The problem of not having legal documents in place is often from lack of knowledge or plain old procrastination
By James Ward
Perhaps the biggest legal problem families face at the time of incapacitation or death of a family member is the absolute lack of proper legal documents. The second problem is people who have legal documents that either won’t work for what they need, or the documents don’t properly reflect the person’s current wishes.
As an attorney solely focused on estate planning and elder law, I see this far too often. Families get harmed by these errors.
A couple came to see me a few years ago and I recommended making changes to their old plan done years before I met them, but they figured they’d probably be okay without the recommended changes. Now, after the husband suddenly died, the widow and her adult children realize they have a huge problem with the way things were set up through their former attorney. The cost of correcting things now is more than double what it would have been because we now have to go through the court and get the court’s authorization to change the deceased husband’s part of the old trust. That’s what happens with a lot of the old trusts.
Two widows recently asked in total bewilderment, “How could my husband have done this to me? He said I was getting everything when he died.” True and not true, but the widows had also signed those old trusts, and it was likely that neither the husband nor the wife fully understood the documents they signed. Yes, the assets of the deceased person can generally be used to pay the expenses of the surviving spouse, but the surviving spouse does not have full control to do as they wish.
Trusts such as these are commonly referred to as A/B trusts even if that term cannot be found in the trust document. This is a type of trust common years ago, but these trusts can cause havoc if we need to get the survivor on Medi-Cal to cover nursing home expenses. They can also cause a problem with capital gains tax for the heirs or the surviving spouse if the property is sold during the survivor’s lifetime.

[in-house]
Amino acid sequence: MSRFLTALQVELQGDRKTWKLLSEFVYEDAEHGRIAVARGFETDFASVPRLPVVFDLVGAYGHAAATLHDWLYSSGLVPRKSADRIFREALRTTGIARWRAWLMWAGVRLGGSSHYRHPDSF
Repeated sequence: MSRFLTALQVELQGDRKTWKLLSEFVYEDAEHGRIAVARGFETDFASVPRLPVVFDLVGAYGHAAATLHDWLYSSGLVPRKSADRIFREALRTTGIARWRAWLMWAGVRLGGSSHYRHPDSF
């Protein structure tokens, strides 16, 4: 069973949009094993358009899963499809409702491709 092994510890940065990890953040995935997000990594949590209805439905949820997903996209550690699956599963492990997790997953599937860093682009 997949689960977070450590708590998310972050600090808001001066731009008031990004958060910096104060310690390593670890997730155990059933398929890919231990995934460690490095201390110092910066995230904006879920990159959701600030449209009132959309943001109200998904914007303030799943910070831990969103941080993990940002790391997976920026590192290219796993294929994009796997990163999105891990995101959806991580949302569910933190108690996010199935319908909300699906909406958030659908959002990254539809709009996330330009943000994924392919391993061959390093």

The problem of not having legal documents in place is often from lack of knowledge or plain old procrastination. The problem with having the wrong documents is from not consulting a qualified elder law attorney who understands Medi-Cal, or even having documents where the clients don’t understand what happens if a person is incapacitated or one spouse dies. You may never need to use Medi-Cal to pay for a nursing home stay, but your family will be grateful if it’s possible to have Medi-Cal pick up most of the tab. Make sure your documents don’t prohibit us from doing what’s best.
A well-prepared trust can avoid probate and conservatorships. Both of these situations are very costly to the family, and probates in our area can take up to 30 months now. Yes, it frequently takes two and a half years or more to settle your estate if your estate has to go through the probate court.
A young man came to me recently after his father died suddenly without a trust. The son consulted with an attorney the family used before, and he was told that since others in the family had used this attorney previously, the son should too and everything would be resolved in 12 to 18 months. Really? It has been more than 30 months now and things are still dragging on with the son having received nothing and the legal bills keep piling up.
Don’t let this happen to your family. First, make sure you have the proper legal documents in place, and that each document is valid. Second, make sure you understand what your documents say. Who’s in charge if you’re incapacitated? What happens after the first spouse dies? How is the surviving spouse treated? Don’t leave it until it’s too late. Get the proper documents in place now and know what they say.
- Your Estate … with James Ward: COVID-19 restrictions can hinder people from signing legal documents - May 15, 2020
- Your Estate … with James Ward: Know your rights before leaving the hospital or nursing home - March 6, 2020
- Your Estate . . . with James Ward: When making a gift, should it be done before your death – or after? - February 11, 2020